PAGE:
Sometimes, us Christians can behave like we’re living in an Avengers movie.
Except, instead of Iron Man fighting off Loki, it’s Rachel Held Evans battling against Mark Driscoll. It’s Roger Olson vs the evil Calvinists. Shane Claiborne vs the Western Church. Maybe a superhero just needs a nemesis?
It’s a tempting thing to define our own identity by what we’re against, or at the very least, by what we’re not. I’ve done it many, many times. And I’m not saying that this is what the above people consciously set out to do. I like and have read them all. Often it’s their followers and fans who fuel that narrative. As well as that, there are occasions when calling out something or someone as just plain wrong is appropriate.
But, however it happens, it just seems to me that so little is argued or stated in Christian circles, without a subtle (and often far from subtle), jab at the nemesis. Maybe I feel it more acutely, because as a dyed-in-the-wool moderate, I never quite fit any tribe enough to want to wholesale condemn another tribe. Increasingly, when I see this happen, it bothers me, and a recent book has helped me to understand why.
The book is To Change The World: The Irony, Tragedy, and Possibility of Christianity in the Late Modern World, by James Davison Hunter. There is so much worth thinking over in this book, but one thing which struck me was Hunter’s contention that many – he has the Christian Right, Left, and Anabaptists in his sights – construct an identity out of resentment, frustration and bitterness towards the other side. They have a nemesis.
(I will say, as a left-leaning person, I would have liked this not to be true. It’s so easy to see in the Christian Right, isn’t it!? But Hunter shows, through extensive quoting of Jim Wallis, no less, that often the nemesis complex is just as strong on the Left).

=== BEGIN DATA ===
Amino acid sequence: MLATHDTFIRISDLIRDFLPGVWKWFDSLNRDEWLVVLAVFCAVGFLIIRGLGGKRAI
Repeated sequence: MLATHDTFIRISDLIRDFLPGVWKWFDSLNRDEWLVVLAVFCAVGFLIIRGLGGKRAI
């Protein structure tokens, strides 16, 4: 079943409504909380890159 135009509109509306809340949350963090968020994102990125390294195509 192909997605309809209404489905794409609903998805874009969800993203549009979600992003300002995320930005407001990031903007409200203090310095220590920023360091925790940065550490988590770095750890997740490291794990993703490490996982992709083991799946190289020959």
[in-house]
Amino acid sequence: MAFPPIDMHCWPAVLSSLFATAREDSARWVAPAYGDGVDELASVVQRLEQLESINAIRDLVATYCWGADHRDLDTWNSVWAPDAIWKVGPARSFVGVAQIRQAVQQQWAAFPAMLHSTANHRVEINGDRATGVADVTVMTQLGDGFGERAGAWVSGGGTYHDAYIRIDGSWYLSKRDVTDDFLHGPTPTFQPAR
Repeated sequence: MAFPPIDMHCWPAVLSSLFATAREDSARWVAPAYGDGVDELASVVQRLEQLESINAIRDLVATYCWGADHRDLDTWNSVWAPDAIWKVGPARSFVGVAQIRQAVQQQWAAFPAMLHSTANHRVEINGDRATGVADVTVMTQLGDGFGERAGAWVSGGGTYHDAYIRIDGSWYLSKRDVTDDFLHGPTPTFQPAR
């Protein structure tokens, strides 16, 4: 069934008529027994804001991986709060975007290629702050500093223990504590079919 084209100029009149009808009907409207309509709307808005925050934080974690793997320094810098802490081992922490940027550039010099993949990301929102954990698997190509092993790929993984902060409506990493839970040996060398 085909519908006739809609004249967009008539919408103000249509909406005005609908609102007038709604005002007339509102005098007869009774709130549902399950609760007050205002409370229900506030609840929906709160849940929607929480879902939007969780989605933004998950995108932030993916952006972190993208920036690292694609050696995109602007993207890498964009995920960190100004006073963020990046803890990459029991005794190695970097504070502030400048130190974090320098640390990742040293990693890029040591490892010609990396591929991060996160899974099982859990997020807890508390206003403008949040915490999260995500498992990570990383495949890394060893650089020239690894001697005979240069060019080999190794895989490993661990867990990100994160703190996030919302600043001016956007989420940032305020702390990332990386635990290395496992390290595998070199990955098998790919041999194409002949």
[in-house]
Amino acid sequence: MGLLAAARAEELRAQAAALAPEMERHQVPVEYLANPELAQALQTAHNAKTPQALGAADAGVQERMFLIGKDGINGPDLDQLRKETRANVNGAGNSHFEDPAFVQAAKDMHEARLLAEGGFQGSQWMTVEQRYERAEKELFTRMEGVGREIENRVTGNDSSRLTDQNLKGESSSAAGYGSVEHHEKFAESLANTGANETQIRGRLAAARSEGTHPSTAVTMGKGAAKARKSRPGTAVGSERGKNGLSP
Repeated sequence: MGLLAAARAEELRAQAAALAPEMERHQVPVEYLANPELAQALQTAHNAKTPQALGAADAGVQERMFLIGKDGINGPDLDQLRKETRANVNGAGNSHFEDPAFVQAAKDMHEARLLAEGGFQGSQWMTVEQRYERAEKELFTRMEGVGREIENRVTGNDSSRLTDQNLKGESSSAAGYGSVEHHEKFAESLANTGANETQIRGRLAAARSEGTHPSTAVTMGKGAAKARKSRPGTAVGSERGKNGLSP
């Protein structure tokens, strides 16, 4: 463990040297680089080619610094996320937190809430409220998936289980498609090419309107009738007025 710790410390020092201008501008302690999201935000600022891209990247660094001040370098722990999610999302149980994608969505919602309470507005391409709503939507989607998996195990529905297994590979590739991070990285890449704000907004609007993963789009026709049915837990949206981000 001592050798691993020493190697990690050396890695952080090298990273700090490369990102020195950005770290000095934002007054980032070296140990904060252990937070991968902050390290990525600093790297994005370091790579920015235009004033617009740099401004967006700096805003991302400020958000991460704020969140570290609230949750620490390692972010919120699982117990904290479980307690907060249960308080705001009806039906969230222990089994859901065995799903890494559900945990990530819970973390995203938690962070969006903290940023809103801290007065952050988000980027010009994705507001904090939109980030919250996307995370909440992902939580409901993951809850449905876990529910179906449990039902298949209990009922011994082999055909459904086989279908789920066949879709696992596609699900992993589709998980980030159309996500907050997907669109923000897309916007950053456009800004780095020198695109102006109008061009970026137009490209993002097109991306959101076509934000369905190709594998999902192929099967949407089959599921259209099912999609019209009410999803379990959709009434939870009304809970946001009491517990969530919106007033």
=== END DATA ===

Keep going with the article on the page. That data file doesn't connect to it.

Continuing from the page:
One of Hunter’s arguments is that in engaging in this way, Christians – Right, Left, and Anabaptists – legitimate the existing political structures in a way that we shouldn’t. We unconsciously give them more credit than they deserve.
It has me wondering if we do the same, not just in the realm of politics, but when we construct our own theological identity partly by defining ourselves by what we aren’t. Raging against the machine is sexy, but it’s not always healthy. I even wonder if it’s possible to develop real spiritual maturity if we become too addicted to the rush of making ourselves feel smarter, hipper, or even more doctrinally correct than everyone else.
Hunter’s solution – or part of it, at least – is what he calls “faithful presence”. It’s a kind of mixture of humility, faithfulness to God, and a desire for everyone’s flourishing.
I find that so compelling.
As a pastor I get to spend time with a bunch of young adults. I know from my own experiences that people in our generation have a ton of questions about the way we do church, many of them very good ones. I’m not suggesting that we avoid these questions, or that we try to pretend everything is fantastic in the church today. But I am thinking about a different kind of engagement in solving these things; one that is more about faithful presence and humble engagement. I think this would be so much more healthy and helpful than the kind of hipper-than-thou nemesis-bashing that often seems to take place.
We have some really amazing young adults in our church, and one of the biggest blessings in ministry has been seeing many of them engage with their questions about church in just this way. It’s a maturity that I find inspiring. It’s something I pray will catch on.